Edward Snowden deems Apple’s CSAM detection as an intrusive surveillance system

Privacy whistleblower, Edward Snowden warns that Apple’s improvident CSAM detection system is a “disaster-in-the-making” that will “permanently redefine what belongs to you, and what belongs to them.”

Snowden is an ex-computer intelligence consultant of the National Security Agency (NSA) in the United States. He came under the spotlight after he revealed global surveillance programs run by NSA and Five Eyes Intelligence Alliance with the cooperation of telecommunication companies and European governments. Although labeled a traitor, Snowden said that people have to be informed of what their governments were doing. Last year, he was exonerated when a U.S. federal court ruled that the U.S. intelligence’s mass surveillance program exposed by Snowden was “illegal and possibly unconstitutional.” Thus, when he says that Apple’s CSAM detection system will open a door into users’ privacy, that carries weight. 

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Apple is using child pornography as a decoy to take control of users’ devices

In his detailed article, Snowden intentionally does not give leverage to the CSAM detection system to prevent child pornography because he says that Apple does not really care about that. He highlights that predators can easily stop detection of their CSAM library by disabling an iCloud subscription. For Snowden, the ultimate endpoint is to gain access to users’ content.

If you’re an enterprising pedophile with a basement full of CSAM-tainted iPhones, Apple welcomes you to entirely exempt yourself from these scans by simply flipping the “Disable iCloud Photos” switch, a bypass which reveals that this system was never designed to protect children, as they would have you believe, but rather to protect their brand. As long as you keep that material off their servers, and so keep Apple out of the headlines, Apple doesn’t care.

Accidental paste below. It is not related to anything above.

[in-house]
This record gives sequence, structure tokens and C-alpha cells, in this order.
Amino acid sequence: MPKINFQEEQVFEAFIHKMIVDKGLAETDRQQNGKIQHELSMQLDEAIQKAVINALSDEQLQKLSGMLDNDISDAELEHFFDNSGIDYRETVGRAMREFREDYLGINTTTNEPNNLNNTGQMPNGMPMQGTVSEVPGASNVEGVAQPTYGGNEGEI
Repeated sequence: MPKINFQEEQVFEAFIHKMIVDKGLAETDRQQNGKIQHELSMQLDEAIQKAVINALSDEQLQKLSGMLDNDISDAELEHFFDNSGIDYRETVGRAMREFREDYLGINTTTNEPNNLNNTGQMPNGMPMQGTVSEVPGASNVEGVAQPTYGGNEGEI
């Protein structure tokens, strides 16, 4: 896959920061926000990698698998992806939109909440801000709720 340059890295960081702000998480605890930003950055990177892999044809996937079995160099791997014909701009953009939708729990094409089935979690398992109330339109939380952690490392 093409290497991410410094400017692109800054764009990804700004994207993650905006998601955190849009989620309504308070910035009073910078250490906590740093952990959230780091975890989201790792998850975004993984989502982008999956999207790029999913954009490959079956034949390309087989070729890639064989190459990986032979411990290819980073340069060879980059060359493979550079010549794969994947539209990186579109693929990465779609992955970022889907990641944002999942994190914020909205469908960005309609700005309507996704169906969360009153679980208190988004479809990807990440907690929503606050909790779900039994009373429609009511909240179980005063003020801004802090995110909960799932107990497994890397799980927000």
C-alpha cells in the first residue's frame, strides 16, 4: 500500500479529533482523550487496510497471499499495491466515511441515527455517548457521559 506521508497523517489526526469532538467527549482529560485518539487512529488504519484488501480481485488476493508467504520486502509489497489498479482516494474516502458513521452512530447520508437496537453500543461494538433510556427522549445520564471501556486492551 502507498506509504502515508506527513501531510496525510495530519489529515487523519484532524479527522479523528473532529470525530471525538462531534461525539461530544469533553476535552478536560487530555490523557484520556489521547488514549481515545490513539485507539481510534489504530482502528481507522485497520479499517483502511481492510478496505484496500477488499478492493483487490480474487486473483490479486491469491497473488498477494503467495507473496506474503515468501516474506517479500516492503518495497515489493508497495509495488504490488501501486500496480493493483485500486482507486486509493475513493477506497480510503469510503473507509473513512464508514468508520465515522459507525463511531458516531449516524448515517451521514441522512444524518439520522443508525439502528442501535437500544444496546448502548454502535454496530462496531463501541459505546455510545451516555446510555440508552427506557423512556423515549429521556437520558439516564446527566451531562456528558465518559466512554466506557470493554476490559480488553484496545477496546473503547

That’s the way it always goes when someone of institutional significance launches a campaign to defend an indefensible intrusion into our private spaces. They make a mad dash to the supposed high ground, from which they speak in low, solemn tones about their moral mission before fervently invoking the dread spectre of the Four Horsemen of the Infopocalypse, warning that only a dubious amulet—or suspicious software update—can save us from the most threatening members of our species.

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He believes that when the CSAM detection system will set a dark precedent that Apple itself will not be able to control, eventually erasing the boundary “dividing which devices work for you, and which devices work for them.” It may appear that Apple gets to decide what content is scanned on users’ devices but in reality, governments will get to decide “on what constitutes an infraction… and how to handle it.”

So what happens when, in a few years at the latest, a politician points that out, and—in order to protect the children—bills are passed in the legislature to prohibit this “Disable” bypass, effectively compelling Apple to scan photos that aren’t backed up to iCloud? What happens when a party in India demands they start scanning for memes associated with a separatist movement? What happens when the UK demands they scan for a library of terrorist imagery? How long do we have left before the iPhone in your pocket begins quietly filing reports about encountering “extremist” political material, or about your presence at a “civil disturbance”? Or simply about your iPhone’s possession of a video clip that contains, or maybe-or-maybe-not contains, a blurry image of a passer-by who resembles, according to an algorithm, “a person of interest”?

Frustrated by Apple’s shortsightedness and unwillingness to budge from the decision to release the scanning system when strong quarters are denouncing them, Snowden concludes that the upcoming ‘Expanded Protections for Children’ will lead to a dark future “one to be written in the blood of the political opposition of a hundred countries that will exploit this system to the hilt.”

We are bearing witness to the construction of an all-seeing-i—an Eye of Improvidence—under whose aegis every iPhone will search itself for whatever Apple wants, or for whatever Apple is directed to want. They are inventing a world in which every product you purchase owes its highest loyalty to someone other than its owner.

To put it bluntly, this is not an innovation but a tragedy, a disaster-in-the-making.

Or maybe I’m confused—or maybe I just think different.

About the Author

Addicted to social media and in love with iPhone, started blogging as a hobby. And now it's my passion for every day is a new learning experience. Hopefully, manufacturers will continue to use innovative solutions and we will keep on letting you know about them.

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